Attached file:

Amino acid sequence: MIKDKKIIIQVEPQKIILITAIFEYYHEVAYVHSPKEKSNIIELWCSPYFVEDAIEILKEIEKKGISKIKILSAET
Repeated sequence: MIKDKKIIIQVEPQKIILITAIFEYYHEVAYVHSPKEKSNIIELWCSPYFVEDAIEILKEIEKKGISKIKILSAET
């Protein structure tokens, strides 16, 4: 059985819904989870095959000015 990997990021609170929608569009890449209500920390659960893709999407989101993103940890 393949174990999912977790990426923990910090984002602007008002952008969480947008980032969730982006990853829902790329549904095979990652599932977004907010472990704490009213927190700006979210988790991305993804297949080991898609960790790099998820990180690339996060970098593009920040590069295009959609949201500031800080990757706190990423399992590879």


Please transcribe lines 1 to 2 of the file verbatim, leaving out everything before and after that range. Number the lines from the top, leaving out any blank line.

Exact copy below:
Amino acid sequence: MIKDKKIIIQVEPQKIILITAIFEYYHEVAYVHSPKEKSNIIELWCSPYFVEDAIEILKEIEKKGISKIKILSAET
Repeated sequence: MIKDKKIIIQVEPQKIILITAIFEYYHEVAYVHSPKEKSNIIELWCSPYFVEDAIEILKEIEKKGISKIKILSAET